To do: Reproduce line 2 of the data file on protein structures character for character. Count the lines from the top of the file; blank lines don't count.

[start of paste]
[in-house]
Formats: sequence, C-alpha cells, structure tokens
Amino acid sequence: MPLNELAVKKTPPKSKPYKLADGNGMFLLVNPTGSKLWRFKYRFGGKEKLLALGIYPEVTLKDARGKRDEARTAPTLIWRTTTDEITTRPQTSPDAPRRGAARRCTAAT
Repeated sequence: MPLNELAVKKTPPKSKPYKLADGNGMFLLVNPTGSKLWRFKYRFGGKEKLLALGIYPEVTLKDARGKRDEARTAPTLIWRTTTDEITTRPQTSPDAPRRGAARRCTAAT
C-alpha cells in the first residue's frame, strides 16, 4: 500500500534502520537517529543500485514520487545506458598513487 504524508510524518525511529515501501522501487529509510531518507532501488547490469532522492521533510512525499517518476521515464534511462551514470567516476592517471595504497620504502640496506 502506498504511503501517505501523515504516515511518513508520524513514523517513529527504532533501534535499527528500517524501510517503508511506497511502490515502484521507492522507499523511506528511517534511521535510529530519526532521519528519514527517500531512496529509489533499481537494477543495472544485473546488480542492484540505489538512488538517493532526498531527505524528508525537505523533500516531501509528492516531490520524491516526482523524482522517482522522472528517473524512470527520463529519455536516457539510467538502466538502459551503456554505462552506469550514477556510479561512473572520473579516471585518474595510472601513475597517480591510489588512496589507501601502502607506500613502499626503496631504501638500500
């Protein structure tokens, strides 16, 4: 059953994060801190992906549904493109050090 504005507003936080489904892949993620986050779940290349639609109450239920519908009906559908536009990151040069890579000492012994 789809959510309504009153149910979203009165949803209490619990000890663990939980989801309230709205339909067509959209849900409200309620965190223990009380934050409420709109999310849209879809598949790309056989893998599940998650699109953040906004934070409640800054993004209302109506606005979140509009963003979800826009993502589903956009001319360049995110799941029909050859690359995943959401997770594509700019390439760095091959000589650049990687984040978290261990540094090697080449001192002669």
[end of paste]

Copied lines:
Formats: sequence, C-alpha cells, structure tokens